Sunday, August 19, 2012

Star Of 'To Kill A Mockingbird' Dies

You may remember him in those courtroom scenes in the classic film, To Kill A Mockingbird.

Then again, you may remember him from more than 18 Broadway plays including 'Come Blow Your Horn.'

Or, you may remember him from dozens of other movies or from TV on The Farmer's Daughter or My World And Welcome To It.

The consummate actor William Windom is dead at 88.

Emmy Award winner Windom's long career won him critical acclaim and audience approval, although he prefered to describe it as "95% approval and a few arrows along the way."
The steadfast Windom wasa native of New York City and began his acting career there in 1946 (as a member of the American Repertory Theatre) where he remained through 1961. He appeared in many Broadway plays and five off-Broadway productions, including "Henry VIII", Twelfth Night," Androcles and the Lion," "Time Remembered," "Candie," "The World of Susie Wong," and "Come Blow Your Horn".

On television, Windom starred in the series "The Farmer's Daughter" (1963-1965) and "My World and Welcome To It" (1969-1970), for which he won an Emmy Award as Best Actor a Comedy series. His other television credits include guest starring roles in eposodes of countless series. including "Dallas," "All In The Family," "Flamingo Road," "Night Gallery," "Hotel," "Highway To Heaven," "Hardcastle and McCormick," and "Parenthood". He also portrayed Commodore Decker in "The Doomsday Machine" episode of "Star Trek".

His feature films included "Sommersby" with Jodie Foster, "Planes, Trains & Automobiles," "To Kill A Mockingbird," (he played the prosecutor) "For Love or Money," "Thurber I and II," and "Ernie Pyle I and II" in 1976. During the past 25 years, he gave hundreds of these performances to audiences throughout the United States, Hong Kong, England and Canada. Of Windom as Thurber, The Washington Post says, "The Thurber show ranks with Holbrook's Mark Twain and Whitmore's Will Rogers". The London Daily Mail thought it "an oasis of laughter and civilized stimulation" and the Los Angeles Times said "it's as if the water-clear simplicity of Ernie Pyle's could only have had Bill Windom for a storyteller...Windom has the gift of picking the terrible plainness of living and bringing it forward to say, 'See? Here's what we are, every one of us. And do you know, we're not bad.'"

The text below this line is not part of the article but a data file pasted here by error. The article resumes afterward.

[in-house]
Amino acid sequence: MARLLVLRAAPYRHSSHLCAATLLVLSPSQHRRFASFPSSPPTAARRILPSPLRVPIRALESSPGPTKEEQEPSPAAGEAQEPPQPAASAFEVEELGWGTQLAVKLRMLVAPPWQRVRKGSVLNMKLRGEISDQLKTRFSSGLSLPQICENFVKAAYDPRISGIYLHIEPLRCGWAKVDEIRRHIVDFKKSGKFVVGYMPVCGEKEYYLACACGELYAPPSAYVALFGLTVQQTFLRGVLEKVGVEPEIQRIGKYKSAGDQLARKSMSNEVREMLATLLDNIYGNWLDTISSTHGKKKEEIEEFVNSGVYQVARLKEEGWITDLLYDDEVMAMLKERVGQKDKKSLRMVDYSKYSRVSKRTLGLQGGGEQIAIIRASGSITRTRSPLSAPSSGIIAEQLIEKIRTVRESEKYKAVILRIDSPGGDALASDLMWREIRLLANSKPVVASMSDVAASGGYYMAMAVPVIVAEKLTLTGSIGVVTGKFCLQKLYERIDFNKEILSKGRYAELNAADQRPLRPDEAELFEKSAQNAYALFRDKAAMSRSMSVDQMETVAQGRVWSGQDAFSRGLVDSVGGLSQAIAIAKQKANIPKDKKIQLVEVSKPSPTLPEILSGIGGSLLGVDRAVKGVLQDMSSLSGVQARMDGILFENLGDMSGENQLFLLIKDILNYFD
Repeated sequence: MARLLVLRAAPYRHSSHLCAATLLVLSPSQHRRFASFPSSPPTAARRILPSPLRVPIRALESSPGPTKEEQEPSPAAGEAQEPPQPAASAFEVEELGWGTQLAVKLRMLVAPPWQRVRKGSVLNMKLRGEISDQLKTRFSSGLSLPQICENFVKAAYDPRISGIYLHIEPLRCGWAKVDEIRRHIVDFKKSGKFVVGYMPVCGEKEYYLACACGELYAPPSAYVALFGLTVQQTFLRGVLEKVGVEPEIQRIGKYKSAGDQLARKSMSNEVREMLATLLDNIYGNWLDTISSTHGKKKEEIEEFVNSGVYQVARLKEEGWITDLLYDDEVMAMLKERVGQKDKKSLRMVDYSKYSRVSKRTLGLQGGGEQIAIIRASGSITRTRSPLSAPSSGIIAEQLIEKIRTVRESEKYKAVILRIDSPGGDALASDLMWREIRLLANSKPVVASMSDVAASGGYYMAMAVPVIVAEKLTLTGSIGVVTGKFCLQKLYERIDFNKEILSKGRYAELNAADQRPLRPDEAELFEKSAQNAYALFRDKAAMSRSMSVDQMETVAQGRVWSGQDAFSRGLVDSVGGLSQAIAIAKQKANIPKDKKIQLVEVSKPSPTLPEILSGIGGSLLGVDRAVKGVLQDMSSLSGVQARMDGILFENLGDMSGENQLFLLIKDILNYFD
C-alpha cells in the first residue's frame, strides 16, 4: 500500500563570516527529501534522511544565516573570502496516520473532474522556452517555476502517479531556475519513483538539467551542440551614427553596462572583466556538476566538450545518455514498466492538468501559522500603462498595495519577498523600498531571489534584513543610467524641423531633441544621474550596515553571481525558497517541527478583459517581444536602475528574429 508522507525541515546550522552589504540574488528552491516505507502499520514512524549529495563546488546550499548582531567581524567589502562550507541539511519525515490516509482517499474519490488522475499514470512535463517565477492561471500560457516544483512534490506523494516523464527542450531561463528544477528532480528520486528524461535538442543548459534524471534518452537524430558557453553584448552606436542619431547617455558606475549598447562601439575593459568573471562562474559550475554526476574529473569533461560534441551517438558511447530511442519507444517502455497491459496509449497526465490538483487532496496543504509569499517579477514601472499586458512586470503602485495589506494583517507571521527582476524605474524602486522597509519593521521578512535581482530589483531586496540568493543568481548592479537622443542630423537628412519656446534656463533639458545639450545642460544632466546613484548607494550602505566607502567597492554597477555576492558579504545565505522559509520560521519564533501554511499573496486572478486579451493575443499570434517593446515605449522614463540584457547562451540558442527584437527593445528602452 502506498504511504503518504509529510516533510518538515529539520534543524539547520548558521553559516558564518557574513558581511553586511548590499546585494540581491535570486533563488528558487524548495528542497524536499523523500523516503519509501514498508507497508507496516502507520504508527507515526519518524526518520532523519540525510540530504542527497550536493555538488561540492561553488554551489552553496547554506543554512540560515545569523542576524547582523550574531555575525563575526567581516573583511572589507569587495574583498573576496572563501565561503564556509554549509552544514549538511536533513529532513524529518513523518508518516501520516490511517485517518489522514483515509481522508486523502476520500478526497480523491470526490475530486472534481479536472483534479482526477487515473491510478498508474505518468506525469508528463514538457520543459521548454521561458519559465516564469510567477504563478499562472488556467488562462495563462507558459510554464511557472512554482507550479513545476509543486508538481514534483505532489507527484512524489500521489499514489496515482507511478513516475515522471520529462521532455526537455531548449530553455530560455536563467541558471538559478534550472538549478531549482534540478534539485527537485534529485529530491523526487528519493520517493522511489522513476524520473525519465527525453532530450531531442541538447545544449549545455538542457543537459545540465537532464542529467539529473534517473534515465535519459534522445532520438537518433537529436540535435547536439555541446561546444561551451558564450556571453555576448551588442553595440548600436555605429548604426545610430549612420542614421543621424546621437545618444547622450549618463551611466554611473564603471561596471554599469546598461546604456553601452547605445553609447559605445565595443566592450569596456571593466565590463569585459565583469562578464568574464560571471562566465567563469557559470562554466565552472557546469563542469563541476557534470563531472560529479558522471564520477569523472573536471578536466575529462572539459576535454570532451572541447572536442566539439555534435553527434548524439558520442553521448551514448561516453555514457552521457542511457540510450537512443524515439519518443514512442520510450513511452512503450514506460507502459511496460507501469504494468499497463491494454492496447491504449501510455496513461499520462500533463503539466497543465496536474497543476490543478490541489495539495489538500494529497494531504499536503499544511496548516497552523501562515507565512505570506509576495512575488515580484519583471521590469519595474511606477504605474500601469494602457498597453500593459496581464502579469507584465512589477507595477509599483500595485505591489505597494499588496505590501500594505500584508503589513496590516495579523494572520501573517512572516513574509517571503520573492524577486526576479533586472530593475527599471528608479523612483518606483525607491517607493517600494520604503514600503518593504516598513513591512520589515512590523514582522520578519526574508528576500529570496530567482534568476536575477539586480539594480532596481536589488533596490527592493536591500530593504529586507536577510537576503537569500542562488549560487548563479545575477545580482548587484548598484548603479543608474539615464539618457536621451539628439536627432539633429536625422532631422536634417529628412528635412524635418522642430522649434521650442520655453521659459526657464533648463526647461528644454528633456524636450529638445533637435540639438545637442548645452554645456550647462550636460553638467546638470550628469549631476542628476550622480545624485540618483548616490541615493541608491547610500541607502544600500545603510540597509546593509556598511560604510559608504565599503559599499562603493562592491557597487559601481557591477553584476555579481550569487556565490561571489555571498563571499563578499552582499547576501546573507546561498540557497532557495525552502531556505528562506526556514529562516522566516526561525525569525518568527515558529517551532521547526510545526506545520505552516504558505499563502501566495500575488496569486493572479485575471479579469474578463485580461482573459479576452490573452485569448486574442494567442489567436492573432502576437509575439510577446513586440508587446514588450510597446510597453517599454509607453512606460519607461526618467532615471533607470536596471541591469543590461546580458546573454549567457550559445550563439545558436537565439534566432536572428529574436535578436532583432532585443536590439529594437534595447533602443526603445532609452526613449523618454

Windom's other loves included chess, tennis and sailing. He was not one for accolades, but he did like the fact that his name was used in the New York Times crossword puzzle and that a game of his was printed in "Chess Life" and the Los Angeles Times. He's owned seven different small boats since 1953 and won numerous sailing trophies. Several years ago, Windom bought a small island for $1.00 in Windom, Minnesota, so named for his great-grandfather, a Congressman and member of Lincoln's Kitchen Cabinet, who later became a Senator and Secretary of the Treasury. The island's a wildlife refuge, and Windom admitted he was "open to any other islands at or near that price."

Windom lived in Northern California with his wife Patricia.

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